TRAVERSE CITY, Mich. – Hagerty annual Bull Market list of the enthusiast vehicles rising fastest in value and popularity resembles a “’90s high schooler’s wish list,” reflecting the powerful influence of younger generations on the classic car hobby, according to Larry Webster, Hagerty's magazine editor-in-chief.
“The high school graduates of the late ‘90s are now in their late thirties, and like every generation before them, they are investing in the cars of their youth,” said Webster. “The difference is they love imports, SUVs and cars that are more modern, affordable and fun to drive than conventional classics. It’s great to see them put their stamp on the hobby.”
Curated by the valuation experts at Hagerty, the third annual Bull Market list this year includes 11 vehicles, including a Viper, an Acura and a Ducati motorcycle.
“While placing emphasis on a car’s monetary value over other virtues is not always a top priority, our team carefully tracks the value trends throughout the year to build this list,” said Brian Rabold, vice president of valuation services of Hagerty. “It not only keeps car enthusiasts well-informed on their investments but also helps them to learn more about their interests and car culture in general.”
The 2020 Bull Market list includes:
1996-2002 Dodge Viper GTS. Hagerty’s take: “Generation Xers and millennials are now 64 percent of the quotes on this car. Vipers have a reputation for being crude and uncompromising, but it’s a driver’s car and a visceral experience. The outlandish design has aged well, and attrition has worked in the Viper’s favor, meaning there aren’t a lot of good ones left. The early cars are now seen as desirable.”
1990-95 Volkswagen Corrado. Hagerty’s take: “This car appeals equally to all age groups. With cars in excellent condition going for $6,500, it’s a cheaper entry point than a GTI of the same vintage but rarer. Our insurance quotes are up 25 percent on this car from 2018, so the interest is growing.”
1999-2005 Ferrari 360. Hagerty’s take: “More of these cars are coming off normal insurance policies and onto Hagerty policies, with the number rising 211 percent in the past three years. They are gaining more of a reputation as an enthusiast or collectible car rather than a used exotic. The design has aged well and looks elegant in a way a lot of cars from that era don’t. The F1 transmissions were more common, but the gated shifter is what collectors want.”
1994-98 Ducati 916. Hagerty’s take: “Plastic fairings are becoming accepted in the collectible motorcycle world, and which fairing would buyers want more than the red one gracing the Ducati 916? Motorcycle rider or not, buyers are moving on these for both aesthetics and pleasure.”
1971-80 International Harvester Scout. Hagerty’s take: “The vintage SUV craze has been going strong for eight years, but Scouts haven’t really popped yet like the FJ40s, Broncos, and Blazers. Most Scouts rotted away, but you’re starting to see them being restored. Gen X is 56 percent of the quotes, and if Gen X likes it, the values are going to go up.”
1988-91 Honda CRX Si. Hagerty’s take: “These filled every high-school parking lot in the 1990s, and millennials are now 60 percent of the quotes. As one of the first front-wheel-drive sporting Japanese cars to get widespread recognition from enthusiasts, they are symbolic of the golden age of Honda, quick and go-kart-like and able to make any drive fun.”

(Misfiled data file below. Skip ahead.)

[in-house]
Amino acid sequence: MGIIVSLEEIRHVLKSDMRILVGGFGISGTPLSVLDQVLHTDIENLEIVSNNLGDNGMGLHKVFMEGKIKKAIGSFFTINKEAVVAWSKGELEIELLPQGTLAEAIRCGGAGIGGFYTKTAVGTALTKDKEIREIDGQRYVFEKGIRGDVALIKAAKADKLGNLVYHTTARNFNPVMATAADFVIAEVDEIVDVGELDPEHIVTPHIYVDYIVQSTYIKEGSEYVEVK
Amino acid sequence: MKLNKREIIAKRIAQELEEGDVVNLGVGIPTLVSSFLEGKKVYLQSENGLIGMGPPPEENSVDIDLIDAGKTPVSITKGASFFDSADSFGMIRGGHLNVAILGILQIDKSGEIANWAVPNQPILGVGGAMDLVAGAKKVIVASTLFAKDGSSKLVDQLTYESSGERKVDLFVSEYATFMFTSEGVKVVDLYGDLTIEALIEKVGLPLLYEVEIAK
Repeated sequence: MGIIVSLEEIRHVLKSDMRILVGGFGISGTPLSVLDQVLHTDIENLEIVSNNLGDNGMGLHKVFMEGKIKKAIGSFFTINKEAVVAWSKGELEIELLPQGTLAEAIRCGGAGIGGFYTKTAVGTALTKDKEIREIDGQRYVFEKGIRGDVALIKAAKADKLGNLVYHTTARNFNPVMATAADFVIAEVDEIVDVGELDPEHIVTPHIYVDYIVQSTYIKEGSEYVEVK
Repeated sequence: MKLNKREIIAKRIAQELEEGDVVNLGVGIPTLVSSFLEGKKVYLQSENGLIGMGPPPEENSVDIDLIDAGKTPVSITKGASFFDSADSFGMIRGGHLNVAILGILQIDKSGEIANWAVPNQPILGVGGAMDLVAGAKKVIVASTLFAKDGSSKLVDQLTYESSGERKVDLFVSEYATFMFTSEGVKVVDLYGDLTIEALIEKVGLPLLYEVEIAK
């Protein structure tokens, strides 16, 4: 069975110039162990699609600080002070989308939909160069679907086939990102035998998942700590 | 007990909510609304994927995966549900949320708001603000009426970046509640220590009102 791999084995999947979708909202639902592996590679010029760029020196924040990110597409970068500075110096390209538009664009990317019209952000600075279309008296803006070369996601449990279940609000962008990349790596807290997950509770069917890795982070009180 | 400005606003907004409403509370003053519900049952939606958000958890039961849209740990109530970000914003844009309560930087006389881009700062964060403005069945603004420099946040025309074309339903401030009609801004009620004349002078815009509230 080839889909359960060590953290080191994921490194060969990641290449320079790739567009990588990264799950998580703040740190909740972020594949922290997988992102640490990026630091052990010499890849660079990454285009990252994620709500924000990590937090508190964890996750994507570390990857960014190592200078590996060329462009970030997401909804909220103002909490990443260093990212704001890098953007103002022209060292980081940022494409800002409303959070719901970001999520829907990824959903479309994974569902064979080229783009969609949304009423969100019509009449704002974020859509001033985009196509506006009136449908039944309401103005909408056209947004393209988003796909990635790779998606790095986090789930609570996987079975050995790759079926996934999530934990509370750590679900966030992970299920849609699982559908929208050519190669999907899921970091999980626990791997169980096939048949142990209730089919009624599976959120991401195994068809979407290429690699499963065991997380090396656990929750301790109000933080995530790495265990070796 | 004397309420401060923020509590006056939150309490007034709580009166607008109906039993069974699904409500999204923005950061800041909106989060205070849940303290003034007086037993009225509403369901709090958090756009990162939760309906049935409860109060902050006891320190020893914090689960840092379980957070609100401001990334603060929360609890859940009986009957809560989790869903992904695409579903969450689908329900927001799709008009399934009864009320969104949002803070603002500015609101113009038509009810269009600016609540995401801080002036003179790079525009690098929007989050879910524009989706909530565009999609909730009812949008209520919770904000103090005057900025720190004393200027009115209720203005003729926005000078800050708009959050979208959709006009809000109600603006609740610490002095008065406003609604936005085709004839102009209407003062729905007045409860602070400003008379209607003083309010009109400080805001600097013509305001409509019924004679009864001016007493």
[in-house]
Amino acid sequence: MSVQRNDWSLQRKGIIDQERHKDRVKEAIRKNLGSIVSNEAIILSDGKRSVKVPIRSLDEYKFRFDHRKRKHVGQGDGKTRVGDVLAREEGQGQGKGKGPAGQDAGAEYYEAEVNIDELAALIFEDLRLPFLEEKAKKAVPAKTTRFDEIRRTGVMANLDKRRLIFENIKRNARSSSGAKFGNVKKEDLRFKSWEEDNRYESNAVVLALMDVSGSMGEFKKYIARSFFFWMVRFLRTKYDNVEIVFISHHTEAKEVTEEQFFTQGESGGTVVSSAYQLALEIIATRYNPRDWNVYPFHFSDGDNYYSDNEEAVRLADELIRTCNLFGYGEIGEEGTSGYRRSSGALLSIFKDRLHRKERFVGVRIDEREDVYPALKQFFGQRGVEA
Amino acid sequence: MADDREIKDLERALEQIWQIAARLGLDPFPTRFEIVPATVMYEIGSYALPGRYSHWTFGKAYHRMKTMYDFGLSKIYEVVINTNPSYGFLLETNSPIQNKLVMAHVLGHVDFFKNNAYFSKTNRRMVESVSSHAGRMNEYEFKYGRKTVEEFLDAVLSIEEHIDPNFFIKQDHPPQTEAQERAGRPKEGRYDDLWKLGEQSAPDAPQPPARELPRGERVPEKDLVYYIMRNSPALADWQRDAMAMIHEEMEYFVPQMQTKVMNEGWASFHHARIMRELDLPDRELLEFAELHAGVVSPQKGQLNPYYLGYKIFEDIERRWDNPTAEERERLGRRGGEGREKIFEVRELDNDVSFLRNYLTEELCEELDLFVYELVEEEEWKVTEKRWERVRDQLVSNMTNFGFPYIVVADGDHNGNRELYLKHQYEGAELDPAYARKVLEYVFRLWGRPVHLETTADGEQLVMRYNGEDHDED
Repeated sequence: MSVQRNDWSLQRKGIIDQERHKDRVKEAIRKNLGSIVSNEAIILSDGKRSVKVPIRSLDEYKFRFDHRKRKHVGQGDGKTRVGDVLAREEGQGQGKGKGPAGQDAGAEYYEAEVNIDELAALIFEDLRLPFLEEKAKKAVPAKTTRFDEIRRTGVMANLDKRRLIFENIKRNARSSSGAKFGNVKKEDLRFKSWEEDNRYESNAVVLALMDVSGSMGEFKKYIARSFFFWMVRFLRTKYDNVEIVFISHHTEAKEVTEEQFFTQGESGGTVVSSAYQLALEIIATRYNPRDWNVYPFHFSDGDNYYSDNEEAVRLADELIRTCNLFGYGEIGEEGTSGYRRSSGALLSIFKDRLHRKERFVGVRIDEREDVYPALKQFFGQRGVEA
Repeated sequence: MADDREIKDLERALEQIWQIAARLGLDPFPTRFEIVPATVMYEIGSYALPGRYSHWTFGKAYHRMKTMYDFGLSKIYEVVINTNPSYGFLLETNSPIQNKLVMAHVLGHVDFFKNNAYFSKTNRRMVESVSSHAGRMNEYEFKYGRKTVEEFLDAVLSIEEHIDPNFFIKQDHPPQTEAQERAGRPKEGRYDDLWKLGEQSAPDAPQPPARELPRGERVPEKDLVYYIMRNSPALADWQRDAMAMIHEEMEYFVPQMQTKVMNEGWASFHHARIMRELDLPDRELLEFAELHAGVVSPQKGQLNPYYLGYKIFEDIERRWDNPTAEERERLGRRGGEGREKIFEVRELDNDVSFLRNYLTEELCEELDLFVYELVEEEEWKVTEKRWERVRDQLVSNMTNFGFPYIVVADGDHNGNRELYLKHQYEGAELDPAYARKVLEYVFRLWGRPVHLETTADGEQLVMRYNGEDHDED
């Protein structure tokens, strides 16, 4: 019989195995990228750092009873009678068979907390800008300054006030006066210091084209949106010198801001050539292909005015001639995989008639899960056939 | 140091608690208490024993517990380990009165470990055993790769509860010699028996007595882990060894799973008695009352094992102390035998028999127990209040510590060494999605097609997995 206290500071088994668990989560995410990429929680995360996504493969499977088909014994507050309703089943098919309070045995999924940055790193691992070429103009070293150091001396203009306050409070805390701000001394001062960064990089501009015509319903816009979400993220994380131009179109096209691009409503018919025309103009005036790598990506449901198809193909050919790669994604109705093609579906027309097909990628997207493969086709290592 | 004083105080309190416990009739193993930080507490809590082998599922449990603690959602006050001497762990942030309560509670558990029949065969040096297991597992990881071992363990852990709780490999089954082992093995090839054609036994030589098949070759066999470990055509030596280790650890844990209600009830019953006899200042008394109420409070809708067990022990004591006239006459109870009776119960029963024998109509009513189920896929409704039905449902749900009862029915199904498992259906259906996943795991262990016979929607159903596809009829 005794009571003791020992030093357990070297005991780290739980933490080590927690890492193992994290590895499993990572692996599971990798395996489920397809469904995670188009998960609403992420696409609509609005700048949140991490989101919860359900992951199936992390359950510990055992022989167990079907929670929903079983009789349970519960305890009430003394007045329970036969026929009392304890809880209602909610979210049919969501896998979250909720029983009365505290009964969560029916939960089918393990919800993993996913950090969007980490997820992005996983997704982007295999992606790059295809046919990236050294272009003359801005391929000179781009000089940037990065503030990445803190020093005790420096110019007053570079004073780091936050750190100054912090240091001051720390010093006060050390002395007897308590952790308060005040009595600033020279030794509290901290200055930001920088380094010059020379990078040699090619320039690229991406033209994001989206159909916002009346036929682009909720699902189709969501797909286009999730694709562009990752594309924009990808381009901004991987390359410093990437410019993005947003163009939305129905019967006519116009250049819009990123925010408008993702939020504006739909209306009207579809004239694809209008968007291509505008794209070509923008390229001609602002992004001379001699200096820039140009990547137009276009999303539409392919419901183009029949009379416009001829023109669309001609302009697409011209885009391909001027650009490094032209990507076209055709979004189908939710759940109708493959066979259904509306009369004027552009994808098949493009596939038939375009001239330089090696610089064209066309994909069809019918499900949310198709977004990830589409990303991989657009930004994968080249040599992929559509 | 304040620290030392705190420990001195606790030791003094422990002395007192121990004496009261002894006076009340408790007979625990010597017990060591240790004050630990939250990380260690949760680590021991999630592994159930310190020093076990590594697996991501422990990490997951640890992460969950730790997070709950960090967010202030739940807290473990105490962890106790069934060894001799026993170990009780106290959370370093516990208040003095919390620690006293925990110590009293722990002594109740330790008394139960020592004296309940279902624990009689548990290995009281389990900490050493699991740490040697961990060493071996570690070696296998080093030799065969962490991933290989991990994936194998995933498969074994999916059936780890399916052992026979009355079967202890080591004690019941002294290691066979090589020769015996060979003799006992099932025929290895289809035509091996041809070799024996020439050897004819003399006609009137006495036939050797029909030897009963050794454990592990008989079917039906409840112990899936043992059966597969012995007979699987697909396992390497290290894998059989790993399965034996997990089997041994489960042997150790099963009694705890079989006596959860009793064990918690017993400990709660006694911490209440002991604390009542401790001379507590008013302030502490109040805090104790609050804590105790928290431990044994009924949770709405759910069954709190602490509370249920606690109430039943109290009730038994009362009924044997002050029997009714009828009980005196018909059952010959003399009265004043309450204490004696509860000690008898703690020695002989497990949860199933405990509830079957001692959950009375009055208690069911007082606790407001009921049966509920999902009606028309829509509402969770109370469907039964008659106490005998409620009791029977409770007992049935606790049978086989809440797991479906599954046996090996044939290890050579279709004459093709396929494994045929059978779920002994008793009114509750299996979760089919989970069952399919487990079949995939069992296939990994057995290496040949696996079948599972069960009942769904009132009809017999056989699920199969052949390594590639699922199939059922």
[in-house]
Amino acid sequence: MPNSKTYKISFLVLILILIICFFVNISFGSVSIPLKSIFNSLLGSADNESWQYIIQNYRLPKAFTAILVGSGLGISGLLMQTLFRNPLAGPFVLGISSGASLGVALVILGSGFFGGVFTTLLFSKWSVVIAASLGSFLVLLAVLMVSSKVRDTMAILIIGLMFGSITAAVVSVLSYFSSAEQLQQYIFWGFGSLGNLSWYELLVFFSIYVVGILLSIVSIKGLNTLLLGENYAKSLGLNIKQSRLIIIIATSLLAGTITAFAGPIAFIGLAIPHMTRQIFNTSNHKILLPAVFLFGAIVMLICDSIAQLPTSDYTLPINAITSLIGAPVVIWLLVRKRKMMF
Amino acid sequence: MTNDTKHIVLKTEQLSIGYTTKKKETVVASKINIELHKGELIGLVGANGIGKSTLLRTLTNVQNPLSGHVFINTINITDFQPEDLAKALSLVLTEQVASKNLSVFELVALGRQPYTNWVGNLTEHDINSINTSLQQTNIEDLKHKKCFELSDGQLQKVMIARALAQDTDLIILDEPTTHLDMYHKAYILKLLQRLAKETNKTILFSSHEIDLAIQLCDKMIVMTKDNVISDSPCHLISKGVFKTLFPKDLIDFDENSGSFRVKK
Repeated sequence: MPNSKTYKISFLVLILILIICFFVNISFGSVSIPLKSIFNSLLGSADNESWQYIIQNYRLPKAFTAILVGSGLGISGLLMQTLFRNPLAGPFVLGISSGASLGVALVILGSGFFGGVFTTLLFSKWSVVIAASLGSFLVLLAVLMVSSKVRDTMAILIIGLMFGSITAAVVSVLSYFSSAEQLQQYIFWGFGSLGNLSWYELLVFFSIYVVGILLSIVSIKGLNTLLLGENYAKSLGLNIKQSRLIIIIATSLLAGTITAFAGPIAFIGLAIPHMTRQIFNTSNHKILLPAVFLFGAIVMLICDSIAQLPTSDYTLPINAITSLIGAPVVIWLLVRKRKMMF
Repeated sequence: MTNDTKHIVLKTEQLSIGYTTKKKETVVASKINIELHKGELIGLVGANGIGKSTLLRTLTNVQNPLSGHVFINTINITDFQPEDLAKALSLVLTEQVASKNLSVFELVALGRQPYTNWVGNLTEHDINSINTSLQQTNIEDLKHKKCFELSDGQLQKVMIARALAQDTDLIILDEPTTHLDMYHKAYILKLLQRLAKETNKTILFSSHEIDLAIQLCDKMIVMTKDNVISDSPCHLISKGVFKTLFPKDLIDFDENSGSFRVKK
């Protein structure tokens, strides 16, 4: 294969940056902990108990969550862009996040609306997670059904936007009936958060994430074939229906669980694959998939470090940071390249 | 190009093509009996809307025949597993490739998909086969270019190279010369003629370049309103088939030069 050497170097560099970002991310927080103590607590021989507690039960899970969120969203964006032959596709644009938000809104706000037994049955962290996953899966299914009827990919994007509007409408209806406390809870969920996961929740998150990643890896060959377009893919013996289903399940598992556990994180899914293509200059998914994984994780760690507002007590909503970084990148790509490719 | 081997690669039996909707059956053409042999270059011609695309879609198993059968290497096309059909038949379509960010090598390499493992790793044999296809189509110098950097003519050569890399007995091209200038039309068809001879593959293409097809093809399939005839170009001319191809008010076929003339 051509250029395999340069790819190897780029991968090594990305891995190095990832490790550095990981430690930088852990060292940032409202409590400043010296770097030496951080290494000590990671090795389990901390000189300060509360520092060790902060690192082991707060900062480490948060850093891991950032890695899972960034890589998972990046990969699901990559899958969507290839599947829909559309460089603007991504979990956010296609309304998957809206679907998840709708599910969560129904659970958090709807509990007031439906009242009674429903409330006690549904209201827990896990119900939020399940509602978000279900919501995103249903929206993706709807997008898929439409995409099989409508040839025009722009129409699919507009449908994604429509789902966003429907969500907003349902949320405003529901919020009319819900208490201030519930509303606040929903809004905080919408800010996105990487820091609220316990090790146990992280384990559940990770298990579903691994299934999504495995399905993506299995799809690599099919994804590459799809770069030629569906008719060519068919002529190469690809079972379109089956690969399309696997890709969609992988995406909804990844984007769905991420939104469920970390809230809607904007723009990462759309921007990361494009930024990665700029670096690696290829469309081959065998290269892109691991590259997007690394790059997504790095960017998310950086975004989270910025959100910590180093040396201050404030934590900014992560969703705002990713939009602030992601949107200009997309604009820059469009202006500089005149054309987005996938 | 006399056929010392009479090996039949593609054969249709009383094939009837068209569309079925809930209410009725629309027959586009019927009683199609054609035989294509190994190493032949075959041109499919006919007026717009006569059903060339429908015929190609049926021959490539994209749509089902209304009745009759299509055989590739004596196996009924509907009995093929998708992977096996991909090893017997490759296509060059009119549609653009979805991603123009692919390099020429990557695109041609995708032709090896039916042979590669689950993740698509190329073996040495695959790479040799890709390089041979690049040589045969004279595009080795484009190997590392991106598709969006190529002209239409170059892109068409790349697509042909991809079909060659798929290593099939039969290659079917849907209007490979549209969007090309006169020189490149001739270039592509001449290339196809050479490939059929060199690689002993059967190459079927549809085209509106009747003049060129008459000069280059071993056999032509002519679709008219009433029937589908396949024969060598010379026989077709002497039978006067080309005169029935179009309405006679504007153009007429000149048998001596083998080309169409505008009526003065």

1997-2001 Acura Integra Type R. Hagerty’s take: “Although front drive is generally shunned, the Type R is widely considered the best-handling front-driver of all time. These are huge with millennials; half the quotes are from them. Type Rs are super rare and hard to find in good shape, and only newly added to our price guide because three years ago sales were scant.”
1984-2001 Jeep Cherokee. Hagerty’s take: “A relative bargain compared with other legitimate SUVs of its era such as the FJ60 Land Cruiser. Everyone loves a Jeep, and this one has classically rugged good looks in a reasonably-sized package with tons of aftermarket support. Definitely appeals more to younger buyers than the same vintage Ford Explorer.”
1998-2002 BMW M Roadster. Hagerty’s take: “M Cars are way up, but the M roadster was overlooked for a long time because it looks so much like a regular Z3. They are getting their due now. The coupe has already popped, and the roadster values are up 22 percent on the later 315-hp cars and 31 percent (starting from a lower value) on the earlier 240-hp cars. Yet, good M roadsters are still half the price of good M coupes.”
1970-76 Porsche 914. Hagerty’s take: “Only the third car that Porsche ever designed is still the cheapest way to get into a vintage Porsche, and the 914 is being reevaluated for its great handling and affordability. The VW association that once tarnished it carries less of a knock now among younger buyers.”
1970-95 Land Rover Range Rover. Hagerty’s take: “This is a vehicle that appeals to millennials and Gen Xers, and they’re affordable because they’re known to be troublesome. The brand’s current success gets people to look back at the catalog of past vehicles, and this one established a lot of the design cues that guide Land Rover now and have been copied by other manufacturers.”
Click here for Hagerty magazine’s full article on the 2020 Bull Market list.
- All photos courtesy of Hagerty
About Hagerty Land Rover
Hagerty is an automotive lifestyle company and the world's largest membership, insurance and media organization for enthusiast vehicle owners. Hagerty is home to Hagerty Drivers Club, DriveShare, Hagerty Valuation Tools, Hagerty magazine and Motorsportreg, and is the world’s largest provider of specialty insurance for the enthusiast vehicle market. We keep car culture alive for future generations through numerous youth programs and by supporting the Historic Vehicle Association (HVA) and the RPM Foundation. For more information, call (800) 922-4050 or visit www.hagerty.com.